-Vertical positioning can vary from extreme highs to extreme lows depending on the director's choice, but some baseline shots in vertical positioning are called bird's-eye view, high angle, neutral angle, and low angle. These are also fairly self-explanatory: bird's-eye view shots come from directly above a scene, high angles are shot anywhere between there and above average eye-level (normally) down upon the action, neutral angles are often overlooked as they seem like the audience is merely looking straight ahead (all of the "-room" examples above are shot from a neutral angle), and low angles are shot from below characters pointing up to the action. This different angles can also have varying aesthetic effects; usually, high angles give a sense of detachment for viewers, placing them above the action and above the characters (both literally and figuratively). Neutral angles are shot from average adult height and don't normally have as dramatic of an effect on viewers as do high or low angles, since we are used to viewing from this angle in daily life. Low angles can represent views from pets or children or can make the subject seem to be rapidly closing in on the camera. Low angles also give characters much more power on the screen as they look down upon viewers (low angles can have a different effect, as discussed in 2001: A Space Odyssey), contrary to high angles which give the audience more power and make the characters seem weaker (Stinson).




 These images exemplify the technical and aesthetic concepts of vertical angles well. The bird's-eye view shot from the Coen Brothers' Burn After Reading shows the flat, useless, and inconspicuous CIA headquarters, commenting on them before any dialogue has even been spoken in the film. The high angle shot from Sidney Lumet's 12 Angry Men raises the audience above the bigoted Juror #10, lessening his importance and placing the audience above his ideals. The neutral angle from the same movie lets Juror #9 give his impassioned speech with the full attention of the camera and the viewer- all that is distinguishable in the frame is his face. The low angle shot from Quentin Trarantino's Reservoir Dogs (commonly referred to as "trunk shots" in many of Tarantino's films) gives all the power of the scene to the three characters looming over the camera and the cop, yet to be seen, hog-tied in the trunk of their car.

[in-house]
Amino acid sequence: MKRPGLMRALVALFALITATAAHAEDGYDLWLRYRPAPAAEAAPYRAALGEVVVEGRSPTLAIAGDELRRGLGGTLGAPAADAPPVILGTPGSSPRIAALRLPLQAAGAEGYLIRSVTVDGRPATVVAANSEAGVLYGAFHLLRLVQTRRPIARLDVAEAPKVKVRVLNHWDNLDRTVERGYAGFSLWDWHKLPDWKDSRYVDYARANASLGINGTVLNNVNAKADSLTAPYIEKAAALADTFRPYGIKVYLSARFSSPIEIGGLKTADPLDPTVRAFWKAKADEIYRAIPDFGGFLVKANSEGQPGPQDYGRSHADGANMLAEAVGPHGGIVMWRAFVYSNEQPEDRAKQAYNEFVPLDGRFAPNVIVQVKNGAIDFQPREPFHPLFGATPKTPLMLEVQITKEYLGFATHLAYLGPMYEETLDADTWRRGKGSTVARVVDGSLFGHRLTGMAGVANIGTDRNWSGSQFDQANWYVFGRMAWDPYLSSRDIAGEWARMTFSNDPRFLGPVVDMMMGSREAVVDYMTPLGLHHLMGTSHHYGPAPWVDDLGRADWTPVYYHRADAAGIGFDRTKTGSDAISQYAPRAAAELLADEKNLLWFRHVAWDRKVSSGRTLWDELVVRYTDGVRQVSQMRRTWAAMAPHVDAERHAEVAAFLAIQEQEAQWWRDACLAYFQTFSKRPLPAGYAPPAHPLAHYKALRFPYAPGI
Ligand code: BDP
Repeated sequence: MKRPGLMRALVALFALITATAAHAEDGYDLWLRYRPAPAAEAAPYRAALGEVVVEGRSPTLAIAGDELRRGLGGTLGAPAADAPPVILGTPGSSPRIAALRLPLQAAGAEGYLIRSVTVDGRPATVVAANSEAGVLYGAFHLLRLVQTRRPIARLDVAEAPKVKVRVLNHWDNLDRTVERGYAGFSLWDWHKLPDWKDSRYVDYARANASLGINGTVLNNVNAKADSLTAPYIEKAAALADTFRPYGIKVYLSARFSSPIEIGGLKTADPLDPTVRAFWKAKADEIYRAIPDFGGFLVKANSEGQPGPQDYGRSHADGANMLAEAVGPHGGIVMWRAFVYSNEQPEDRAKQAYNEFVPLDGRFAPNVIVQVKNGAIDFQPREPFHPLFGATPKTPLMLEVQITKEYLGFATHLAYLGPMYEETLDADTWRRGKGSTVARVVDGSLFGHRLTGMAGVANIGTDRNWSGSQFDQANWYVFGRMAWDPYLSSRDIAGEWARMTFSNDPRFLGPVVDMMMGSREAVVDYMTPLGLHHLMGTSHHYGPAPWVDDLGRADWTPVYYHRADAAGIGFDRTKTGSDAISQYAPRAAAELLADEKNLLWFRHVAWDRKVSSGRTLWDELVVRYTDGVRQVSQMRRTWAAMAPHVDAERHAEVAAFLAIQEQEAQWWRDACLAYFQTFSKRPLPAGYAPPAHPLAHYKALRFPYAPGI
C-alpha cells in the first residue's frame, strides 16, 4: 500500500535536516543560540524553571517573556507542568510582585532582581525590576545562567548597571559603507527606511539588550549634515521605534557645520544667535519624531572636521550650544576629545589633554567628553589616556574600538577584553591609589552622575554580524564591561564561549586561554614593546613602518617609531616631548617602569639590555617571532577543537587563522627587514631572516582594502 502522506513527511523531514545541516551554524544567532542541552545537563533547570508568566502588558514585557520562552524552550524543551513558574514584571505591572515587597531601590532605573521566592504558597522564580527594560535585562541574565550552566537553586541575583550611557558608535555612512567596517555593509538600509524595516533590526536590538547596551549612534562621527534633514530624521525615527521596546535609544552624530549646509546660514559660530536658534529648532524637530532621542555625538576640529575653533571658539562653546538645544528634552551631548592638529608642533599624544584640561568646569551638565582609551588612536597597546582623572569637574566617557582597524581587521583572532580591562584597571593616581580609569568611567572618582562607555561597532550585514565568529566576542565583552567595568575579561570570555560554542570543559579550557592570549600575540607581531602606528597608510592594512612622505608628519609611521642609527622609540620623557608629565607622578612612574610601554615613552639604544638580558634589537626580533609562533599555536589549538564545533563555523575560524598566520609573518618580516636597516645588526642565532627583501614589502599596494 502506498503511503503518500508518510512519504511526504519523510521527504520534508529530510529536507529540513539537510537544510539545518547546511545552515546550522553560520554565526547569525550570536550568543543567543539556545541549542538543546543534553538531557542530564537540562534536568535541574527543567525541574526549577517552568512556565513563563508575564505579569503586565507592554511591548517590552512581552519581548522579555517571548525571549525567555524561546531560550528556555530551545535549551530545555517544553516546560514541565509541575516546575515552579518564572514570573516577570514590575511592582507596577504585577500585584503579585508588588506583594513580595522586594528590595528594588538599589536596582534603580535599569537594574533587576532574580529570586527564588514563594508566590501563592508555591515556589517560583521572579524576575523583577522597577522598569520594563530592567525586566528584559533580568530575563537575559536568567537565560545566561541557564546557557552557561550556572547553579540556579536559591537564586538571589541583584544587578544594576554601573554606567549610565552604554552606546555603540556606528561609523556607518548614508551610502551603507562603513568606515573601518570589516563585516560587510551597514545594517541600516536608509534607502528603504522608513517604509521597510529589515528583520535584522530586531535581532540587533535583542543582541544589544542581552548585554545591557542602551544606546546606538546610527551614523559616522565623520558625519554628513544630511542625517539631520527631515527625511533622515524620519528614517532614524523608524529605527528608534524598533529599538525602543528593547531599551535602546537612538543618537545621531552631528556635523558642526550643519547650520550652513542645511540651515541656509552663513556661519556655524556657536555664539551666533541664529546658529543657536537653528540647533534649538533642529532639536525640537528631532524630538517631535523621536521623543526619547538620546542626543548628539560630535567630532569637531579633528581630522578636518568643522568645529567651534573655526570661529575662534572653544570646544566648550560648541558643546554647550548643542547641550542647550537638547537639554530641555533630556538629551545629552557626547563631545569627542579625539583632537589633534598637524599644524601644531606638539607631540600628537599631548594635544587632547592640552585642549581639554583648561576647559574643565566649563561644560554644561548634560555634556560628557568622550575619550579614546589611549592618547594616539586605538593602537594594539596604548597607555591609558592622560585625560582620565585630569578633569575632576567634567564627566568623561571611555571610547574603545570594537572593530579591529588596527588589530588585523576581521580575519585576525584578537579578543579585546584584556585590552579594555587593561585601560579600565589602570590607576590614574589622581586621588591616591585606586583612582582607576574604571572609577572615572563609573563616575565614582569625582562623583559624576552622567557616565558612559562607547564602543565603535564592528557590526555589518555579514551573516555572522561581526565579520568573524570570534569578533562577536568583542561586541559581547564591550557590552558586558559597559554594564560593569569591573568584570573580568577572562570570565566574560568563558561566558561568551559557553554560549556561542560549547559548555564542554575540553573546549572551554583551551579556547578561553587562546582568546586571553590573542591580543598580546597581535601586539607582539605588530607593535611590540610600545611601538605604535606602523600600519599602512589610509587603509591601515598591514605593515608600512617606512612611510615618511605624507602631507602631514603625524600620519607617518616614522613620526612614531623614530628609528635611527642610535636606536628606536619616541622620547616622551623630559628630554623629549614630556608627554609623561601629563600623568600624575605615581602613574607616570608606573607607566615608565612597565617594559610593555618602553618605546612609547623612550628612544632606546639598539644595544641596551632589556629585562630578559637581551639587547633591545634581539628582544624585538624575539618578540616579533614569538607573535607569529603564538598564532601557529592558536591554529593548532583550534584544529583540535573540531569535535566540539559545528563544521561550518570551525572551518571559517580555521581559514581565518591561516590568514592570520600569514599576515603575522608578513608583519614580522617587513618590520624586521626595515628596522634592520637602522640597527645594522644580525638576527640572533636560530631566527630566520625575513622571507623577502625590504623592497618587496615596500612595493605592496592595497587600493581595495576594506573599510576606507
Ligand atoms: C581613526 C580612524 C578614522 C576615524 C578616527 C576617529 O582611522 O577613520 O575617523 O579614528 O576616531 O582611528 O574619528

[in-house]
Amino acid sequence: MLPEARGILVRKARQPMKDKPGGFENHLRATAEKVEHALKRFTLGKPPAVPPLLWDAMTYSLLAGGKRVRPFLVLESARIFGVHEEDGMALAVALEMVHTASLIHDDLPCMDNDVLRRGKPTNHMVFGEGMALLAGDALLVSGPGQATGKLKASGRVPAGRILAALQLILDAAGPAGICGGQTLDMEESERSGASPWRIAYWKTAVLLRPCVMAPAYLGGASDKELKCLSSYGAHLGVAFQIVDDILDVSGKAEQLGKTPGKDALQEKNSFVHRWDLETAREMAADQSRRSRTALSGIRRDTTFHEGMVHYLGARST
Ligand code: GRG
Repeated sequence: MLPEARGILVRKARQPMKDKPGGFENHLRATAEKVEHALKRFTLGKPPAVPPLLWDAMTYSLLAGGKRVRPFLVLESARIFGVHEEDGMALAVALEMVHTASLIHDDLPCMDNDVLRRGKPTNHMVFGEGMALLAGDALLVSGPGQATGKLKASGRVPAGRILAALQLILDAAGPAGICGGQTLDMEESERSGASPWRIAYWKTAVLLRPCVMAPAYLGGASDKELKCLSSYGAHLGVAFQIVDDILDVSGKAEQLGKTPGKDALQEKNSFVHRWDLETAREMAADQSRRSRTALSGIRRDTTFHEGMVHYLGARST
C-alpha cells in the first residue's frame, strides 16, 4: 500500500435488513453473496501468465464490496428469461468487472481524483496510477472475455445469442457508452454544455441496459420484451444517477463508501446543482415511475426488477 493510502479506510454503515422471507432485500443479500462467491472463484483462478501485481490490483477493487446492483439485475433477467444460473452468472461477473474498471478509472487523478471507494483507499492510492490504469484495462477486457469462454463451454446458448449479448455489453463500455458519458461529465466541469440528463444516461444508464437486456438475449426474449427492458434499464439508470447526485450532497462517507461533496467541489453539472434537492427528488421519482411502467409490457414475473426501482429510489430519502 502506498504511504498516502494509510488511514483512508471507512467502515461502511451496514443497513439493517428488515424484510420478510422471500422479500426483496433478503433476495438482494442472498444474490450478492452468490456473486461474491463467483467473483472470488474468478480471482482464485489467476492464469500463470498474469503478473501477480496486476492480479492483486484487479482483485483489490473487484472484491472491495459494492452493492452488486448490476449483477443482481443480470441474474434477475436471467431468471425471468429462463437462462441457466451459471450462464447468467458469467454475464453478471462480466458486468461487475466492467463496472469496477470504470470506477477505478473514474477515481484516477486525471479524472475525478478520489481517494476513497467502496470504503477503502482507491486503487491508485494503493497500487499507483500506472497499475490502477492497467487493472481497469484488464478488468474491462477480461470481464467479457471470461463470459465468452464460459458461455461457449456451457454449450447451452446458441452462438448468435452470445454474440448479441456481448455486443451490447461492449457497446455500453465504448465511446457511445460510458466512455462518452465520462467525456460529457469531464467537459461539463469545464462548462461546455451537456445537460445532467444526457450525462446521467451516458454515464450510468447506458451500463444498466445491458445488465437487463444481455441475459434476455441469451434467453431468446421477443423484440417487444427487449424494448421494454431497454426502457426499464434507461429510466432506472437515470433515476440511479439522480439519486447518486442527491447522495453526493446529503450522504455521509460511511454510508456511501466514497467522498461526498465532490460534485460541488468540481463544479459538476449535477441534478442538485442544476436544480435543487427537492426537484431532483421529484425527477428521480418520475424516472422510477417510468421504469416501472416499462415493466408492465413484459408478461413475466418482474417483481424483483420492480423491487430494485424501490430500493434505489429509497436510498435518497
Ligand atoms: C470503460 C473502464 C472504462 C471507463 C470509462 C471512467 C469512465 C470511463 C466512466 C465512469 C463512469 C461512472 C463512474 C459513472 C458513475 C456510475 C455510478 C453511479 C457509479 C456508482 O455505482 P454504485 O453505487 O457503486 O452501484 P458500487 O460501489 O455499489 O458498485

Dutch Angle 

The dutch angle is where the camera itself is rotated making the horizon line rotated as well. This can be used in a variety of ways: anything from showing vertigo and unsettlement or disturbing ideas going on in a charcters mind. Like any other framing technique it is to be used by the director to help create the desired effect.





Works Cited 

"Framing." Mediacollege.com. Wavelength Media. n.d. Web. 6 October 2009

Stinson, Jim. "All About Camera Angles." Videomaker.com. November 2002. Web. 6 October 2009

"The Rule of Thirds." Mediacollege.com. Wavelength Media. n.d. Web 6 October 2009

Thompson, Roy. Grammar of the Shot. Boston: Focal Press, 1998. Print.

Comments (2)

Sean Desilets said

at 8:19 pm on Oct 7, 2009

Oh...and need examples for high, low, and neutral angles.

Sean Desilets said

at 8:18 pm on Oct 7, 2009

* Framing not mise-en-scene
* Treats conventions as absolutes
* This is just one of those pages that will need to explode. This is a great baseline
* William mentions the rule of thirds in his page about _Workers Leaving a Factory_